I paid Snap Hook Sims the $11.16. That was for the three $5 bets I lost -- front, back and 18.
Snap Hook quickly wanted to know what happened to the rest of the money, the $3.84? He was pretty good at arithmetic.
I explained that I was forced to withhold $3.84 to pay Gov. Arnold Schwarzenegger's golf tax.
This was at Pebble Ditch, a new layout in Northern California that Golf Digest had named one of America's Best New Public Courses. It was chosen for the mes-merizing way it weaves through the rows of artichoke plants.
"What about the presses?" Snap Hook asked.
"Oh, right," I said. "Let's see. That'll be ... uh, $7.68."
"Just great," said Snap Hook sarcastically. "I win another $15, but I only collect $7.68."
I calmly told him that presses will be taxed at a higher rate under Gov. Schwarzenegger's guidelines. "In fact," I said, "presses to get even on 18 will be taxed even more. For example, if I'd pressed for $50 on 18 -- and lost -- you'd only get $28.32... according to the tax scale."
"What I've read about it, the law hasn't even been passed yet," Snap Hook said. "It's only the governor's proposal."
"But we have to be prepared," I said. "If investment bankers have taught us anything in this life, it's that the financial world can crumble overnight." We were joined by Deep Divot Hudgins, the head pro at Pebble Ditch. He reminded us that we'd rented a golf cart for $75, but the tax hadn't been added. We owed another $43.10. "I feel bad about it," Deep Divot said, "but it's going to be the law. Incidentally, I believe you both bought a dozen balls in the shop today."
"We did," Snap Hook said. "And we both paid your assistant $58.19 per dozen."
Lip Out Gresham was the assistant.
"Lip Out doesn't keep up with current events," Deep Divot said. "He doesn't know about the state's $28 billion budget deficit that our governor's dealing with. That's why he overlooked the $39.56 tax on each dozen."
Snap Hook said, "So a dozen hot ones costs me $97.75 now?"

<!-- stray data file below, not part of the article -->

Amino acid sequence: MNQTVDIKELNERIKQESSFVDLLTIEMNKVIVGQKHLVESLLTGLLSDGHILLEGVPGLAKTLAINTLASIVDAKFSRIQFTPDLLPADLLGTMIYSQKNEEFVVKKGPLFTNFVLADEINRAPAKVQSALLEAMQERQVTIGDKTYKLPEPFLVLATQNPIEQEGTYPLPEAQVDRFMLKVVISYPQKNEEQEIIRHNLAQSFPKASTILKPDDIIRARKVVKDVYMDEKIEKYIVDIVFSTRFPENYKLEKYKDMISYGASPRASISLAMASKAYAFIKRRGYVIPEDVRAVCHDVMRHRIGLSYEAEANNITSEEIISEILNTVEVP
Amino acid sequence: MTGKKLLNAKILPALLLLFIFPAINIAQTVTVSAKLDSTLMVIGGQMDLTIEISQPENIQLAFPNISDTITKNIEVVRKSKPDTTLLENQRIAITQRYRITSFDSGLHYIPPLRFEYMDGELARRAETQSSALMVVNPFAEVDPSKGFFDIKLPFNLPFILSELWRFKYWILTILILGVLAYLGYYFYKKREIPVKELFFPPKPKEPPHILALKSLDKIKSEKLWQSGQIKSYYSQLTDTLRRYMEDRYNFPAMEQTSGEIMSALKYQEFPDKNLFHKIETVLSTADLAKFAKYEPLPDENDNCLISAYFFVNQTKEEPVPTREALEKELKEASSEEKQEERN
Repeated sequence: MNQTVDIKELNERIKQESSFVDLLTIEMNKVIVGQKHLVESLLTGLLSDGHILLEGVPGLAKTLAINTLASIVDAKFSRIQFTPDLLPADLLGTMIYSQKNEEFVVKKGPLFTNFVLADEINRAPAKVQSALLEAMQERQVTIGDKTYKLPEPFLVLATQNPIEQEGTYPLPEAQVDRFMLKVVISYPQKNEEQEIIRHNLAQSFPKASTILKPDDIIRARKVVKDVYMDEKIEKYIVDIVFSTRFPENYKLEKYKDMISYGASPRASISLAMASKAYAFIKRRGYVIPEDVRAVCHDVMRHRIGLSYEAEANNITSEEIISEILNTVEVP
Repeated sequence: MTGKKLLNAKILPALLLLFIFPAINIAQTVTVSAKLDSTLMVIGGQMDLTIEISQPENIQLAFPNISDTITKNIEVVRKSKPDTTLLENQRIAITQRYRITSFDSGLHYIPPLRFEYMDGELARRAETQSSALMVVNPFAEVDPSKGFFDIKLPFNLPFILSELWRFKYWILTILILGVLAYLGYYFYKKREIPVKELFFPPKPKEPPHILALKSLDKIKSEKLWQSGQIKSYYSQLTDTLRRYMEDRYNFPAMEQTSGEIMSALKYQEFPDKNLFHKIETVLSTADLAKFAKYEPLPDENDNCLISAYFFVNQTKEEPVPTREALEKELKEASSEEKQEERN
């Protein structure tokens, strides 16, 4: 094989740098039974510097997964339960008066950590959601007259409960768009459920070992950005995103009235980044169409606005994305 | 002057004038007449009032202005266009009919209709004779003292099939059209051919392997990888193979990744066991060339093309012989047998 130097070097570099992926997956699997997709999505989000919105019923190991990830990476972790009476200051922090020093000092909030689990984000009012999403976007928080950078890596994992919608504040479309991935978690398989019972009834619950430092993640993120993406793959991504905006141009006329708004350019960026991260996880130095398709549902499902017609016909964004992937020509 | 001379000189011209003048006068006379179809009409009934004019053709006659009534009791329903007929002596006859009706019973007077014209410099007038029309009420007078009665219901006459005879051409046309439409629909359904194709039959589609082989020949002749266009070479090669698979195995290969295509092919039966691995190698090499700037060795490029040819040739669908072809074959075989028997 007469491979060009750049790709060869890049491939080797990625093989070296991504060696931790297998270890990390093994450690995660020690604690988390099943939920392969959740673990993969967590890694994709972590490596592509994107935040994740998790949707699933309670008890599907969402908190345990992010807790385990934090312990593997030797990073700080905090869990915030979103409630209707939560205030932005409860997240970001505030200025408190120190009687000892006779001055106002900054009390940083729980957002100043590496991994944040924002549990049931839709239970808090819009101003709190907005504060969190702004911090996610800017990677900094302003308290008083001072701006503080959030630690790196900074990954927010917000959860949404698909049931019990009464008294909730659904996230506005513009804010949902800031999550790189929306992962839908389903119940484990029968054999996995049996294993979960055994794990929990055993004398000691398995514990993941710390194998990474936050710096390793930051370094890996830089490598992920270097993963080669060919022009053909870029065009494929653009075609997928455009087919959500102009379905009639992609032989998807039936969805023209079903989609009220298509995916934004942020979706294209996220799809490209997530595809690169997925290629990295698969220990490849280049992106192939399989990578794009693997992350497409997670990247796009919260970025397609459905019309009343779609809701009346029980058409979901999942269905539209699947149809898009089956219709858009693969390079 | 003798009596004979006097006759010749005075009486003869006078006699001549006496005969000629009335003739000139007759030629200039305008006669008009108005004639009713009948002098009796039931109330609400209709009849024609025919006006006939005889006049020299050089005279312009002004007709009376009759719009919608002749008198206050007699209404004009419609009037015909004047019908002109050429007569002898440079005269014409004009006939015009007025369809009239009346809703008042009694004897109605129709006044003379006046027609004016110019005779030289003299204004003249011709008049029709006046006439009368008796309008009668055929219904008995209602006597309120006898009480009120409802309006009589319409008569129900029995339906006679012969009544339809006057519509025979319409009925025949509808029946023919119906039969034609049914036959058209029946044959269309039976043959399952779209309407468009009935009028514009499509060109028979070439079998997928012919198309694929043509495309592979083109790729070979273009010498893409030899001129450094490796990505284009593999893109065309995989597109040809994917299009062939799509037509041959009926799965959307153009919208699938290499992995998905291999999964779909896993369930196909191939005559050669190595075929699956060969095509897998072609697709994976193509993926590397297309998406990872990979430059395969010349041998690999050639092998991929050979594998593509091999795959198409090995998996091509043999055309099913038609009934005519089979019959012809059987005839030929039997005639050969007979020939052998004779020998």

"You could have bought cheaper," the pro said.
"Yeah, if I wanted to hit fur balls," Snap Hook said, pulling out his money clip.
Deep Divot informed me that my driver was ready to pick up. It had been re-shafted. I owed $657.32 for the new shaft, but the figure included the $468.15 tax.
"The tax is more than $400?" I said, gasping.
The pro said, "It's unfortunate, but the tax is incredibly high on precious materials. We had a hard time finding something that would give you the extra distance you want. I know you had hoped our contacts in the antique business might have turned up some of the swords General Gordon and his army used to fight the Fuzzy-Wuzzies in the siege of Khartoum, but no such luck. Still, I think you'll be happy with what we did manage to come up with. We believe it will give you 50 to 80 yards more off the tee."
"What did I get?" I asked eagerly.
"We were fortunate to locate some recycled metal from the fuselage of a World War II Messerschmitt 109," he said.
Only a few of us know the real story of how Gov. Schwarzenegger decided to tax golf. It started when he saw a golf course. He was driving around Sacramento one day when he noticed that Del Paso Country Club devoted a great deal of land to a game people played.
There wasn't anything like it in any Austrian gymnasiums he had frequented. Nothing like it on the ski slopes in Sun Valley. Nothing like it on Hollywood soundstages. There must be money involved, he thought.
The governor said to two members on the putting green, "What you gonna do is, you gonna be giving me money for the deficit."
One of the members said, "I got your deficit right here. Take a hike. You can't do anything to golf."
"Oh, no?" the governor said. "I show you what I do."
That's when Gov. Schwarzenegger went over and picked up the 18th green, shook it till all the grass fell out, and threw it away. Then he bit off a corner of the clubhouse and swallowed it whole.
"Hasta la vista, baby," he said. "What you gonna do is, you gonna be hearing more from the Golfinator!"